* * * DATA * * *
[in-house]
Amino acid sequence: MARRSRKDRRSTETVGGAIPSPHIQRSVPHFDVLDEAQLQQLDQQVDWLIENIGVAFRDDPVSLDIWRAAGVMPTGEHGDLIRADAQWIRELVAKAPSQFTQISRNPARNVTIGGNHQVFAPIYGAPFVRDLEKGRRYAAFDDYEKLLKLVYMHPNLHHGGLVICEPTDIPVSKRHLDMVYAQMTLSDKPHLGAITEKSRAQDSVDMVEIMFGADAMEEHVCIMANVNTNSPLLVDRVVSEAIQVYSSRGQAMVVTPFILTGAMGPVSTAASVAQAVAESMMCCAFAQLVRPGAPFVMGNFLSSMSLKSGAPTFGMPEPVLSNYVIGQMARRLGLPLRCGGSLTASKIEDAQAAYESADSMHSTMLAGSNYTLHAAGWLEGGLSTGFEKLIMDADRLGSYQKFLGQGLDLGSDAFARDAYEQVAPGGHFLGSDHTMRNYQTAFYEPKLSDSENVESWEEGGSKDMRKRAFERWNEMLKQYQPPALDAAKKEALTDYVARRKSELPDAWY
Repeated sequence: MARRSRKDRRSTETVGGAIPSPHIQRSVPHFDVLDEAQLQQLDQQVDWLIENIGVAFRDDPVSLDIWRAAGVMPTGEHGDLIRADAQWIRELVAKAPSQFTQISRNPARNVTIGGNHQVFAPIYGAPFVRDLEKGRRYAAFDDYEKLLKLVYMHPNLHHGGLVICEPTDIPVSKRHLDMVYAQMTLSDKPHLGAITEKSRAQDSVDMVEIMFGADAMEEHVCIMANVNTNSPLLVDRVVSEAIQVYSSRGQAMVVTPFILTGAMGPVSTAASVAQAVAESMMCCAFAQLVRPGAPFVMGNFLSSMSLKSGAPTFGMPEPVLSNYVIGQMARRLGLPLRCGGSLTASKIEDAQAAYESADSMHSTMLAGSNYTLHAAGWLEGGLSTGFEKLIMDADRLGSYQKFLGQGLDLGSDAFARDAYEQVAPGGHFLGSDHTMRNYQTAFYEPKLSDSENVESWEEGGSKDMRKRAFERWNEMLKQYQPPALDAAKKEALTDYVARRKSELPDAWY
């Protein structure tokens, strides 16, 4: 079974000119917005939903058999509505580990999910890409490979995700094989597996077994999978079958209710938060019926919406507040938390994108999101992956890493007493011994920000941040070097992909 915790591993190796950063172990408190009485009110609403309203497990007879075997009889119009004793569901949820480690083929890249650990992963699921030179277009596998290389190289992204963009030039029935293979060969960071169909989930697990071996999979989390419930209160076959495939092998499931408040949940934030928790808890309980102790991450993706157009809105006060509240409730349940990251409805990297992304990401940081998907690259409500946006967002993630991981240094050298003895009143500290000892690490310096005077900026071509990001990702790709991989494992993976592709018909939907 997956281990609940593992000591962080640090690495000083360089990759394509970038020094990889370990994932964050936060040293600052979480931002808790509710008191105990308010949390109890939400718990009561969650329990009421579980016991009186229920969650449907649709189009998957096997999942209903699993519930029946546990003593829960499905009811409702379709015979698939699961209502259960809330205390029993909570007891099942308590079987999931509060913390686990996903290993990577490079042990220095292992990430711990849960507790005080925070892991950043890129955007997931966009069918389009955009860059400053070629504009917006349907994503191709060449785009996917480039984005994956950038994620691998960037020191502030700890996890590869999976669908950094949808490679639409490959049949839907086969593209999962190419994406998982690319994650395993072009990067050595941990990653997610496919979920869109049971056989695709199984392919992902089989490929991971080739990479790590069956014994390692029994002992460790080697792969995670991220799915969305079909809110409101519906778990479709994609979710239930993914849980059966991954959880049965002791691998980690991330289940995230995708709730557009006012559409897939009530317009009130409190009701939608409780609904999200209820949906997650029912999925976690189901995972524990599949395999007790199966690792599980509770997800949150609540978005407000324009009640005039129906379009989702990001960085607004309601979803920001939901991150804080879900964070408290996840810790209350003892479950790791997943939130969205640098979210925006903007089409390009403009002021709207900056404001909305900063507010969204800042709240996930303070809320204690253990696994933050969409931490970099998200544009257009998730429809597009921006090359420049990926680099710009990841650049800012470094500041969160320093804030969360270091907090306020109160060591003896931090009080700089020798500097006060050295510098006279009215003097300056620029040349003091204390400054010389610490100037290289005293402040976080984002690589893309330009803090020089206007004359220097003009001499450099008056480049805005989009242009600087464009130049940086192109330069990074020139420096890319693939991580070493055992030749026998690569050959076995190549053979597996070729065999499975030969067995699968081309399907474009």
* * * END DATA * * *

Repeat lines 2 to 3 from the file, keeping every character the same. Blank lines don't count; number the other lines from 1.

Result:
Amino acid sequence: MARRSRKDRRSTETVGGAIPSPHIQRSVPHFDVLDEAQLQQLDQQVDWLIENIGVAFRDDPVSLDIWRAAGVMPTGEHGDLIRADAQWIRELVAKAPSQFTQISRNPARNVTIGGNHQVFAPIYGAPFVRDLEKGRRYAAFDDYEKLLKLVYMHPNLHHGGLVICEPTDIPVSKRHLDMVYAQMTLSDKPHLGAITEKSRAQDSVDMVEIMFGADAMEEHVCIMANVNTNSPLLVDRVVSEAIQVYSSRGQAMVVTPFILTGAMGPVSTAASVAQAVAESMMCCAFAQLVRPGAPFVMGNFLSSMSLKSGAPTFGMPEPVLSNYVIGQMARRLGLPLRCGGSLTASKIEDAQAAYESADSMHSTMLAGSNYTLHAAGWLEGGLSTGFEKLIMDADRLGSYQKFLGQGLDLGSDAFARDAYEQVAPGGHFLGSDHTMRNYQTAFYEPKLSDSENVESWEEGGSKDMRKRAFERWNEMLKQYQPPALDAAKKEALTDYVARRKSELPDAWY
Repeated sequence: MARRSRKDRRSTETVGGAIPSPHIQRSVPHFDVLDEAQLQQLDQQVDWLIENIGVAFRDDPVSLDIWRAAGVMPTGEHGDLIRADAQWIRELVAKAPSQFTQISRNPARNVTIGGNHQVFAPIYGAPFVRDLEKGRRYAAFDDYEKLLKLVYMHPNLHHGGLVICEPTDIPVSKRHLDMVYAQMTLSDKPHLGAITEKSRAQDSVDMVEIMFGADAMEEHVCIMANVNTNSPLLVDRVVSEAIQVYSSRGQAMVVTPFILTGAMGPVSTAASVAQAVAESMMCCAFAQLVRPGAPFVMGNFLSSMSLKSGAPTFGMPEPVLSNYVIGQMARRLGLPLRCGGSLTASKIEDAQAAYESADSMHSTMLAGSNYTLHAAGWLEGGLSTGFEKLIMDADRLGSYQKFLGQGLDLGSDAFARDAYEQVAPGGHFLGSDHTMRNYQTAFYEPKLSDSENVESWEEGGSKDMRKRAFERWNEMLKQYQPPALDAAKKEALTDYVARRKSELPDAWY